Predation of hatchery-reared scallop spat (Pecten maximus L.) by the
Ballan wrasse (Labrus bergylta)—consequences for sea ranching
, Guri G. Oppegård
, Øivind Strand
Institute of Marine Research, Shellfish Research Group, Nordnes gt. 50, N-5024 Bergen, Norway
University of Bergen, PB 7800, N-5020 Bergen, Norway
Received 7 April 2005; received in revised form 28 September 2005; accepted 30 September 2005
Fish predation on scallops has received relatively little attention compared to the primary predators sea stars and crabs.
Available knowledge of fish predation is mainly based on observations from scallop beds and fish stomach analysis. These are the
first controlled experiments conducted to test if fish (Ballan wrasse, Labrus bergylta) prey upon on hatchery-reared scallop spat.
Under laboratory conditions Ballan wrasse from 22 to 40.5 cm in length were offered spat from 15 to 34 mm in shell height at a
density of 50–103 individuals m
. Predation was recorded in 15 out of 35 tanks. The mean predation frequency for all tanks was
0.10. The mean predation frequency for the 15 predation tanks was 0.17 and the mean size class predation frequency was 0.53 (15–
19 mm), 0.16 (20–24 mm), 0.03 (25–29 mm) and 0 (30–34 mm) (n =15). The mean predation frequency was significantly
different between spat of 15–19 and 20–24 mm in shell height. No significant difference in predation frequency was found
between larger spat. There was also indication of size-dependent predation from a field experiment, although this experiment was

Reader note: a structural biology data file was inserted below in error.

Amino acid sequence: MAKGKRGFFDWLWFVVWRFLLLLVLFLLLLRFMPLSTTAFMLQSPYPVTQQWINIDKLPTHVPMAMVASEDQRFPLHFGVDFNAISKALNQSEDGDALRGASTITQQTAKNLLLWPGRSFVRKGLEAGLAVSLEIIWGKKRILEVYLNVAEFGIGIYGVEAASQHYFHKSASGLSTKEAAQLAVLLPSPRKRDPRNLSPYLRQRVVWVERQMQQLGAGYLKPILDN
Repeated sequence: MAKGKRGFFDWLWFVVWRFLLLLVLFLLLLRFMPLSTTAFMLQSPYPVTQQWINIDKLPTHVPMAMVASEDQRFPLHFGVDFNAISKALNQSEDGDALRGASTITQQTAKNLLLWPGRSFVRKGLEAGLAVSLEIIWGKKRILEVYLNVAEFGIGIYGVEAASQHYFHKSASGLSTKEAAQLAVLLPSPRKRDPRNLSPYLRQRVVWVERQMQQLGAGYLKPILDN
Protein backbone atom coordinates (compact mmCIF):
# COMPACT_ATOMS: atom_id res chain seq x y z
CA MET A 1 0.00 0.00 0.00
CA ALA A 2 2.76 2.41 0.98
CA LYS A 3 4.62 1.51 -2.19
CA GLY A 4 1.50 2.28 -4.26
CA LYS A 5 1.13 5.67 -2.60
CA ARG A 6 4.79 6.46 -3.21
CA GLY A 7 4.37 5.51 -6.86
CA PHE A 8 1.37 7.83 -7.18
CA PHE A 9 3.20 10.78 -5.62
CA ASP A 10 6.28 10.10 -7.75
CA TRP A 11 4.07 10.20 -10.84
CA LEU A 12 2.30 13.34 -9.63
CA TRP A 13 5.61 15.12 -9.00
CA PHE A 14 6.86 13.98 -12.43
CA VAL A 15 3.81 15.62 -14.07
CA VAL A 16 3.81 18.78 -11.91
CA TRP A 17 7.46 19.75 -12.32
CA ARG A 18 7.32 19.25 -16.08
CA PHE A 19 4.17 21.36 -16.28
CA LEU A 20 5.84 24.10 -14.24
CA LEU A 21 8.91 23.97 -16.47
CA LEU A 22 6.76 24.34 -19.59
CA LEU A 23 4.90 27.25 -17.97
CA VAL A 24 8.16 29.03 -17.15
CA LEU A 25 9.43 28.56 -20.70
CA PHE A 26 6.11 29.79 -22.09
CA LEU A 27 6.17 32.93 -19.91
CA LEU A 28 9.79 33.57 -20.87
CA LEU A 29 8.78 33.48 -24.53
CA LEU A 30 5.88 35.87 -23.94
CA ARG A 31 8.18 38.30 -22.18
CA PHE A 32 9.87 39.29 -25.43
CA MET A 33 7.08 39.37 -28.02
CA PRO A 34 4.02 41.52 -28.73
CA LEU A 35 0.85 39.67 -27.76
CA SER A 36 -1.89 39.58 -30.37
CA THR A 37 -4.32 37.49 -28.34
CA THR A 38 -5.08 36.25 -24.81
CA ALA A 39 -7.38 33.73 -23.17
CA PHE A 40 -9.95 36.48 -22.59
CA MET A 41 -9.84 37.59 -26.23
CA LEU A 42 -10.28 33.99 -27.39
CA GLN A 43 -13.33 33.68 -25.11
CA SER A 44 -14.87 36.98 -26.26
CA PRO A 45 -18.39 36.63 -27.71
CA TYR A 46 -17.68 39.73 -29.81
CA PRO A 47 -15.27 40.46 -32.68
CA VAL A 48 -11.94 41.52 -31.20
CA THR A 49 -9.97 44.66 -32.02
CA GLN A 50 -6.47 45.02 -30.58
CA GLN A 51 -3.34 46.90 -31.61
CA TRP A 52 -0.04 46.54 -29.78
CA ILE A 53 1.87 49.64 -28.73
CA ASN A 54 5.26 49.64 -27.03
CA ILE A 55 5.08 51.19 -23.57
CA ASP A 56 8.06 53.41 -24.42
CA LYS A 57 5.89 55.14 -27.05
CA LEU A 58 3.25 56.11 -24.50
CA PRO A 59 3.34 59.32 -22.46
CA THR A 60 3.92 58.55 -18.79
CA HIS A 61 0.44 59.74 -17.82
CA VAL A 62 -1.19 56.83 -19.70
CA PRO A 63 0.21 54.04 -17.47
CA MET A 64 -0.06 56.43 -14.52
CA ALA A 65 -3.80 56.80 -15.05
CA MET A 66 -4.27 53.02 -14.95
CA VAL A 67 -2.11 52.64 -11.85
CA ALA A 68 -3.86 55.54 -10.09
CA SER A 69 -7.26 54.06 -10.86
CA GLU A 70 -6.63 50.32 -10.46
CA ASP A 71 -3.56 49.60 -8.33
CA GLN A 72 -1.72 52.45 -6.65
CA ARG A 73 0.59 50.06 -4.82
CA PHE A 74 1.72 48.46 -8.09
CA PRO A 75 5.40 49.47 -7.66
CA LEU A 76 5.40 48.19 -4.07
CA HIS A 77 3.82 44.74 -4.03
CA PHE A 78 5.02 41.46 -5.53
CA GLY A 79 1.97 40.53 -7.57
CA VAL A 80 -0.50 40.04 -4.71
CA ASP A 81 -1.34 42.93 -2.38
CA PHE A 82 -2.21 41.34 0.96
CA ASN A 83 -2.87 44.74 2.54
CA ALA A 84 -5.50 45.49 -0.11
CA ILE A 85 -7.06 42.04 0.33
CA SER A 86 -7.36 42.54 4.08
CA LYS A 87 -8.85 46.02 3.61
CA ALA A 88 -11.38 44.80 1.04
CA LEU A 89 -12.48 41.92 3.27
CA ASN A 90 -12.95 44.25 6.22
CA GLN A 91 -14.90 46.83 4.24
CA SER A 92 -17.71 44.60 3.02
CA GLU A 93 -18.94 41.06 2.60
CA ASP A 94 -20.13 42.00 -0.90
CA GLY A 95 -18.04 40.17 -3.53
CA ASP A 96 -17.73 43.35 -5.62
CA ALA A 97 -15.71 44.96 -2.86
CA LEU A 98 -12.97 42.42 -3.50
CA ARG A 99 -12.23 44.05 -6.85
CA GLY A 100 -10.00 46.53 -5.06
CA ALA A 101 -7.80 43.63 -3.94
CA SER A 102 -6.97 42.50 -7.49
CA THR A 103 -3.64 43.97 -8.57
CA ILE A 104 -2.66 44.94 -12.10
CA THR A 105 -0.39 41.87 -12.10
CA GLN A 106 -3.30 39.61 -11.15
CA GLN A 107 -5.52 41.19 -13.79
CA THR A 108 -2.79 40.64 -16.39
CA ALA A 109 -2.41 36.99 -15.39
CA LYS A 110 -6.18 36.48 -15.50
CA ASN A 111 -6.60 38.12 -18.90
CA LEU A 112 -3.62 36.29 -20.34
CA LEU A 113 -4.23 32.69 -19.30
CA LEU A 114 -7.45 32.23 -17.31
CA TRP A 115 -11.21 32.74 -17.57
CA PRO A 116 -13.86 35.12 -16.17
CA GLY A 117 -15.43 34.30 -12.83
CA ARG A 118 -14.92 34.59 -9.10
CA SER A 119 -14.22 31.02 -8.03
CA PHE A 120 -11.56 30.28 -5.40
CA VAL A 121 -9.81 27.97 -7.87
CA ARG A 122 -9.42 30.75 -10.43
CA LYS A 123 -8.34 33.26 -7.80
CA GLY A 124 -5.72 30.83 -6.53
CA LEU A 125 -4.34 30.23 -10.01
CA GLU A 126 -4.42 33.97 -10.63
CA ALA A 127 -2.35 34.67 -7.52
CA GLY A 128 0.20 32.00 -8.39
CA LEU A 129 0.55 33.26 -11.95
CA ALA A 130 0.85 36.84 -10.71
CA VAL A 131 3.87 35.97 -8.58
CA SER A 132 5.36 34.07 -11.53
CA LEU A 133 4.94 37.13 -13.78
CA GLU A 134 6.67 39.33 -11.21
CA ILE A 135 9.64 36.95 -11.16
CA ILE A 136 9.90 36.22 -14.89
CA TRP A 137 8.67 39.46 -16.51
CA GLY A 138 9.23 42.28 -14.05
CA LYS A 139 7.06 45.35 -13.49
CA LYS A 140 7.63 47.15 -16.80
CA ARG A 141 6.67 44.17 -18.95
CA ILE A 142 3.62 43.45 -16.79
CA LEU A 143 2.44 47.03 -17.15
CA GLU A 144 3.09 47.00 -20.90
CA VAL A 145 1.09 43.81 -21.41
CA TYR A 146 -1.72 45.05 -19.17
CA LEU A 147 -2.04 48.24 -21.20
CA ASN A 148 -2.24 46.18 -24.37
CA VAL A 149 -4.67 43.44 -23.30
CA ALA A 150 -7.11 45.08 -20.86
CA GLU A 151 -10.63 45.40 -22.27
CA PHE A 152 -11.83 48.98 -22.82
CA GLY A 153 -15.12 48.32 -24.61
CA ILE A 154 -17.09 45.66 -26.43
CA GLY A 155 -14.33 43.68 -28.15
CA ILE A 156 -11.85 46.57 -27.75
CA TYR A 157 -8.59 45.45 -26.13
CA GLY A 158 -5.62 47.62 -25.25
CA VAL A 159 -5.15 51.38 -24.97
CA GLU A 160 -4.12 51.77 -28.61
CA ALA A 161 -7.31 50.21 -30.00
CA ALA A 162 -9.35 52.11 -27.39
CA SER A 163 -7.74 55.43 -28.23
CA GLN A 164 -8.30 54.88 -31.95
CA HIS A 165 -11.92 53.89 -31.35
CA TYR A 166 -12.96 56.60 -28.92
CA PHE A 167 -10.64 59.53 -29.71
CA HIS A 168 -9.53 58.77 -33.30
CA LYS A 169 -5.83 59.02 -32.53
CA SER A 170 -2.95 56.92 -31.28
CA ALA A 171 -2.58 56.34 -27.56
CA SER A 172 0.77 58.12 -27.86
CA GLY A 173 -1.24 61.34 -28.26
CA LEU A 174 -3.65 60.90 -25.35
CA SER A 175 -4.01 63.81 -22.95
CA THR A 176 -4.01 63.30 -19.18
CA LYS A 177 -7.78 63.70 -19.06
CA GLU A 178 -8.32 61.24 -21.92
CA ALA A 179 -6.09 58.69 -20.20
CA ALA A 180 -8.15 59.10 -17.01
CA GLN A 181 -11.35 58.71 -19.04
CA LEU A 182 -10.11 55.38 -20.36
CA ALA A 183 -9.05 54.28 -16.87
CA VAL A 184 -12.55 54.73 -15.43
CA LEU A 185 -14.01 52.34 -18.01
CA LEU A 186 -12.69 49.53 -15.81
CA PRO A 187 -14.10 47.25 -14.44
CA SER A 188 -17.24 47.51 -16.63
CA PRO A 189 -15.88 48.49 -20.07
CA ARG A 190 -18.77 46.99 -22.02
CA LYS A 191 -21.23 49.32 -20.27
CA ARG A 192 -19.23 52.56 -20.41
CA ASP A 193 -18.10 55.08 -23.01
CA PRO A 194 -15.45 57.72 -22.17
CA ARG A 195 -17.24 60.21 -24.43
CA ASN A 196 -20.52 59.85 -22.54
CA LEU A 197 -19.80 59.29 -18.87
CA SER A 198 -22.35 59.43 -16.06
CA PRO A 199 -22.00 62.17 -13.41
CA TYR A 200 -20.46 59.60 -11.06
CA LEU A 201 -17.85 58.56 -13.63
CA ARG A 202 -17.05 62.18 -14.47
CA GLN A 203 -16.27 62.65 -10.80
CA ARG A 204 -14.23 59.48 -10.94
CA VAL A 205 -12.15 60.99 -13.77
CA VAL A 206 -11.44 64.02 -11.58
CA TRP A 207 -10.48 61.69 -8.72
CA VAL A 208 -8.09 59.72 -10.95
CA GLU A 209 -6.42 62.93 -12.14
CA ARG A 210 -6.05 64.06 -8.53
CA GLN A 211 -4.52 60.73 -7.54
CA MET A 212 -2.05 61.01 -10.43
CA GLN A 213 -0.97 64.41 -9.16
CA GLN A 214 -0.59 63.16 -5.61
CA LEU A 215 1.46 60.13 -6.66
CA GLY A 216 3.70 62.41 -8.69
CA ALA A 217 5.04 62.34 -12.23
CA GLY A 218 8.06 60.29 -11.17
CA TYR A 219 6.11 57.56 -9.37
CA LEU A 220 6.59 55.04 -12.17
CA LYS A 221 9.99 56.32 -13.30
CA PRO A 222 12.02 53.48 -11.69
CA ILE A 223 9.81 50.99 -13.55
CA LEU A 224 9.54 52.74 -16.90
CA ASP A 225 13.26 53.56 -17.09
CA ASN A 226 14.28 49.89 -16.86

not conclusive. Results from this study indicate that farmers may seed spat larger than 30 mm in shell height for sea ranching with a
minor risk of predation from Ballan wrasse.
© 2005 Elsevier B.V. All rights reserved.
Keywords: Ballan wrasse (Labrus bergylta); Great scallop (Pecten maximus); Sea ranching; Size dependent predation
Fish predation on scallops has received relatively
little attention compared to the primary predators sea
stars and crabs. Knowledge of fish predation is mainly
based on observations from scallop beds and fish stom-
ach analysis (Spencer, 1991; Stokesbury and Himmel-
man, 1995; Irlandi and Mehlich, 1996; Vacchi et al.,
2000; Naidu, 2003; Strand, in press). We describe the
first controlled experiments conducted to test if fish
(Ballan wrasse, Labrus bergylta) prey upon hatchery-
reared scallop spat.
Sea ranching of scallops (Pecten maximus) in Norway
has been associated with great losses due to predation by
the edible crab (Cancer pagurus)(Bergh and Strand,
2001). This predation is now limited by the development
and utilization of fencing that prevents intrusions of
crabs, which has resulted in high survival of scallops in
sea ranching (Strand et al., 2002). Since crab predation is
significantly reduced, the opportunity of seeding smaller
scallops directly from hatchery to bottom culture has
emerged. A direct release of scallops from the hatchery
will greatly reduce the labour effort and cost associated
with operation of intermediate culture.
Aquaculture 254 (2006) 341 –346
Corresponding author. Tel.: +47 55236897; fax: +47 55235384.
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0044-8486/$ - see front matter © 2005 Elsevier B.V. All rights reserved.